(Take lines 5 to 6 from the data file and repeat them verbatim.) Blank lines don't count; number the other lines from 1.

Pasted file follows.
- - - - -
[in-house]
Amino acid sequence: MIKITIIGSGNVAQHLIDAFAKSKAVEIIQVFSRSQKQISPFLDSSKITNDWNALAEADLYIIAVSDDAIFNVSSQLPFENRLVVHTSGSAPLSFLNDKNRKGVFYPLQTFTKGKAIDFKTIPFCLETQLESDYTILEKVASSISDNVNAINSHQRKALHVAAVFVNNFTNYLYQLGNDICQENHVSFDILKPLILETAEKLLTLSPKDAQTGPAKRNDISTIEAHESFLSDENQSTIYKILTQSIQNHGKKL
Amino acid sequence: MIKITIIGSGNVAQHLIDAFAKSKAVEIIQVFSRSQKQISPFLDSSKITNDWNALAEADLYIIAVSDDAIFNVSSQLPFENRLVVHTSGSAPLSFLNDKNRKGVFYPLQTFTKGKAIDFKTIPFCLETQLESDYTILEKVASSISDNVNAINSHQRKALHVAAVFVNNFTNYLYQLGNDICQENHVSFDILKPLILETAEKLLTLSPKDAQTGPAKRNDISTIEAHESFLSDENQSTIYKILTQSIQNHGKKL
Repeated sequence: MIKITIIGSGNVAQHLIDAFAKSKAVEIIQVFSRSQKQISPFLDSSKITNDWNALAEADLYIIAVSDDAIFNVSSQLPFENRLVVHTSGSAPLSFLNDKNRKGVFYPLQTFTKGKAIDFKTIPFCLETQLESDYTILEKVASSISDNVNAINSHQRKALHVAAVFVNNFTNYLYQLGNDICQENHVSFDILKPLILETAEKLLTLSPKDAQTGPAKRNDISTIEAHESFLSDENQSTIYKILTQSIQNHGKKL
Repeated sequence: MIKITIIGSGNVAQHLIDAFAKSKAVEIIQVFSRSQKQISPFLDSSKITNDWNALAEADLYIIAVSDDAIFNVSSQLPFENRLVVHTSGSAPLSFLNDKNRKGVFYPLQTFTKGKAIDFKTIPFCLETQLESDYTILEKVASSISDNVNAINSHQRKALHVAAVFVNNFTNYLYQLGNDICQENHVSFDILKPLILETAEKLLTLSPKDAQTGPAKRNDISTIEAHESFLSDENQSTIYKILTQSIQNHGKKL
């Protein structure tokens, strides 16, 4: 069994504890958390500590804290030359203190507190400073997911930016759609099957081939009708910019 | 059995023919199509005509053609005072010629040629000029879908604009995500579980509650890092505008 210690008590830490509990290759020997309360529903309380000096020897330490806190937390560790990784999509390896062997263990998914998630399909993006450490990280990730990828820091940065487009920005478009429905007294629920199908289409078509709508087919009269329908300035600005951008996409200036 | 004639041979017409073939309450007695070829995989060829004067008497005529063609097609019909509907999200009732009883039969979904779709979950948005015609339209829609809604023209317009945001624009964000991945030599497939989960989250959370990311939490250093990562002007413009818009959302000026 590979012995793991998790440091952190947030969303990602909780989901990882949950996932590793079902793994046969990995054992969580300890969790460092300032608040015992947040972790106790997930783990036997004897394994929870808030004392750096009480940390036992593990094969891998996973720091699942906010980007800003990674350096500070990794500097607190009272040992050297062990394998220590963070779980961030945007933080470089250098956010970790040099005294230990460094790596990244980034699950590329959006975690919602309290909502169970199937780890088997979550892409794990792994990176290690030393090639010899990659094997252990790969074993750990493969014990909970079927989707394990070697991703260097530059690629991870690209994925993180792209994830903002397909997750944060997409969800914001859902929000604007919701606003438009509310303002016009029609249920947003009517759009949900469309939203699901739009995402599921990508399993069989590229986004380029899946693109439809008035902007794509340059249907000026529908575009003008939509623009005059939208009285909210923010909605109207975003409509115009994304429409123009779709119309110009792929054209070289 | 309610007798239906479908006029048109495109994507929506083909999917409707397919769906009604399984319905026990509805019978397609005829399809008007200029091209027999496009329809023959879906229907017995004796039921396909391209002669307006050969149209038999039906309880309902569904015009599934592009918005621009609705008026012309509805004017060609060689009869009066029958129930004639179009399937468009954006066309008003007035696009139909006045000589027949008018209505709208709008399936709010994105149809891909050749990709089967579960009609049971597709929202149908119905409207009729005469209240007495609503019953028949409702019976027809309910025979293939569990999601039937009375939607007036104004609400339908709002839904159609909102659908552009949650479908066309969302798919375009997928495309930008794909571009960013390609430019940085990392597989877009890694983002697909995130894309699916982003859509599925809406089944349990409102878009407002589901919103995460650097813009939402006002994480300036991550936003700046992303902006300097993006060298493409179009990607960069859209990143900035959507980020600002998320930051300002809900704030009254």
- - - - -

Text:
Repeated sequence: MIKITIIGSGNVAQHLIDAFAKSKAVEIIQVFSRSQKQISPFLDSSKITNDWNALAEADLYIIAVSDDAIFNVSSQLPFENRLVVHTSGSAPLSFLNDKNRKGVFYPLQTFTKGKAIDFKTIPFCLETQLESDYTILEKVASSISDNVNAINSHQRKALHVAAVFVNNFTNYLYQLGNDICQENHVSFDILKPLILETAEKLLTLSPKDAQTGPAKRNDISTIEAHESFLSDENQSTIYKILTQSIQNHGKKL
């Protein structure tokens, strides 16, 4: 069994504890958390500590804290030359203190507190400073997911930016759609099957081939009708910019 | 059995023919199509005509053609005072010629040629000029879908604009995500579980509650890092505008 210690008590830490509990290759020997309360529903309380000096020897330490806190937390560790990784999509390896062997263990998914998630399909993006450490990280990730990828820091940065487009920005478009429905007294629920199908289409078509709508087919009269329908300035600005951008996409200036 | 004639041979017409073939309450007695070829995989060829004067008497005529063609097609019909509907999200009732009883039969979904779709979950948005015609339209829609809604023209317009945001624009964000991945030599497939989960989250959370990311939490250093990562002007413009818009959302000026 590979012995793991998790440091952190947030969303990602909780989901990882949950996932590793079902793994046969990995054992969580300890969790460092300032608040015992947040972790106790997930783990036997004897394994929870808030004392750096009480940390036992593990094969891998996973720091699942906010980007800003990674350096500070990794500097607190009272040992050297062990394998220590963070779980961030945007933080470089250098956010970790040099005294230990460094790596990244980034699950590329959006975690919602309290909502169970199937780890088997979550892409794990792994990176290690030393090639010899990659094997252990790969074993750990493969014990909970079927989707394990070697991703260097530059690629991870690209994925993180792209994830903002397909997750944060997409969800914001859902929000604007919701606003438009509310303002016009029609249920947003009517759009949900469309939203699901739009995402599921990508399993069989590229986004380029899946693109439809008035902007794509340059249907000026529908575009003008939509623009005059939208009285909210923010909605109207975003409509115009994304429409123009779709119309110009792929054209070289 | 309610007798239906479908006029048109495109994507929506083909999917409707397919769906009604399984319905026990509805019978397609005829399809008007200029091209027999496009329809023959879906229907017995004796039921396909391209002669307006050969149209038999039906309880309902569904015009599934592009918005621009609705008026012309509805004017060609060689009869009066029958129930004639179009399937468009954006066309008003007035696009139909006045000589027949008018209505709208709008399936709010994105149809891909050749990709089967579960009609049971597709929202149908119905409207009729005469209240007495609503019953028949409702019976027809309910025979293939569990999601039937009375939607007036104004609400339908709002839904159609909102659908552009949650479908066309969302798919375009997928495309930008794909571009960013390609430019940085990392597989877009890694983002697909995130894309699916982003859509599925809406089944349990409102878009407002589901919103995460650097813009939402006002994480300036991550936003700046992303902006300097993006060298493409179009990607960069859209990143900035959507980020600002998320930051300002809900704030009254």